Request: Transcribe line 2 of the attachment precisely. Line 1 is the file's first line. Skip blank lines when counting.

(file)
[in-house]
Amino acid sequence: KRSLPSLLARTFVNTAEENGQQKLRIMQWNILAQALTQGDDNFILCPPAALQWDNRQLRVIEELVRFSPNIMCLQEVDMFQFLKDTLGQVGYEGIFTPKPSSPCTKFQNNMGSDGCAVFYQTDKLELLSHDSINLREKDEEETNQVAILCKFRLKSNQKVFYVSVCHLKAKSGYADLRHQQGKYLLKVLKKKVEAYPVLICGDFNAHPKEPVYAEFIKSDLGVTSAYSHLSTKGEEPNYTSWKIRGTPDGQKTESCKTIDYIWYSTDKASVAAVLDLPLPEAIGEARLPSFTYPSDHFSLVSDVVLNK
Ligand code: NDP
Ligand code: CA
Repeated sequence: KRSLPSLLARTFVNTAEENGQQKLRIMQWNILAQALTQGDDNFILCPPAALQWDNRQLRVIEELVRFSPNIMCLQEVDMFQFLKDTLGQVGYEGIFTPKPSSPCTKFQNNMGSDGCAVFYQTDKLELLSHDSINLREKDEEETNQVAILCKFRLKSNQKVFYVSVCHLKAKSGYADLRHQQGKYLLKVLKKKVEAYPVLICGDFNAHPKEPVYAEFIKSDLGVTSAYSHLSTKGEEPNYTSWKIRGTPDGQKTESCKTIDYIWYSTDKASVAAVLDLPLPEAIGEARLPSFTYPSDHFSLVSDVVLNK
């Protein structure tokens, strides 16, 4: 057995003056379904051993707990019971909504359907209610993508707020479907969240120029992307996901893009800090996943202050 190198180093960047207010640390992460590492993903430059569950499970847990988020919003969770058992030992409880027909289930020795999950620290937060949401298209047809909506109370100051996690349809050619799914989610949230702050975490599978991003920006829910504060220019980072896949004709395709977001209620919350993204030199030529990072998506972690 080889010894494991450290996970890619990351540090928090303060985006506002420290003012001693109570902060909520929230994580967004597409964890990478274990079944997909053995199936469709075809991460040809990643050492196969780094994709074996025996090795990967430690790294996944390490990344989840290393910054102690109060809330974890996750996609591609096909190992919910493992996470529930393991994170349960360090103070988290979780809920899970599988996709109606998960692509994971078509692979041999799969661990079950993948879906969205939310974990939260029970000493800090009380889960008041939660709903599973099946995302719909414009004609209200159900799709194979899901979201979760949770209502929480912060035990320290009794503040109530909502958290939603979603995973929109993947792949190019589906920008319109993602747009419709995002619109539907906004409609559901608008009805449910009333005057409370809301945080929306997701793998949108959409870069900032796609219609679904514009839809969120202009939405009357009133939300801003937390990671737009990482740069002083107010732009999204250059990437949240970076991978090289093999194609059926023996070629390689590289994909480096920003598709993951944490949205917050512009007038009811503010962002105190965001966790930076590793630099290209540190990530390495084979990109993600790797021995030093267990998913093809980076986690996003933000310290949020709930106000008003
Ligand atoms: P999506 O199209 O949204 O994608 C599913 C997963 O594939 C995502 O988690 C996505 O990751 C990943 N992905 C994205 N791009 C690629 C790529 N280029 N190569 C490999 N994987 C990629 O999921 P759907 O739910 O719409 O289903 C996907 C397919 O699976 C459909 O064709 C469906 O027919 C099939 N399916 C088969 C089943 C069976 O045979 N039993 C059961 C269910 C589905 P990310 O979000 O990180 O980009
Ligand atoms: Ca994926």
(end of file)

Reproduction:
Amino acid sequence: KRSLPSLLARTFVNTAEENGQQKLRIMQWNILAQALTQGDDNFILCPPAALQWDNRQLRVIEELVRFSPNIMCLQEVDMFQFLKDTLGQVGYEGIFTPKPSSPCTKFQNNMGSDGCAVFYQTDKLELLSHDSINLREKDEEETNQVAILCKFRLKSNQKVFYVSVCHLKAKSGYADLRHQQGKYLLKVLKKKVEAYPVLICGDFNAHPKEPVYAEFIKSDLGVTSAYSHLSTKGEEPNYTSWKIRGTPDGQKTESCKTIDYIWYSTDKASVAAVLDLPLPEAIGEARLPSFTYPSDHFSLVSDVVLNK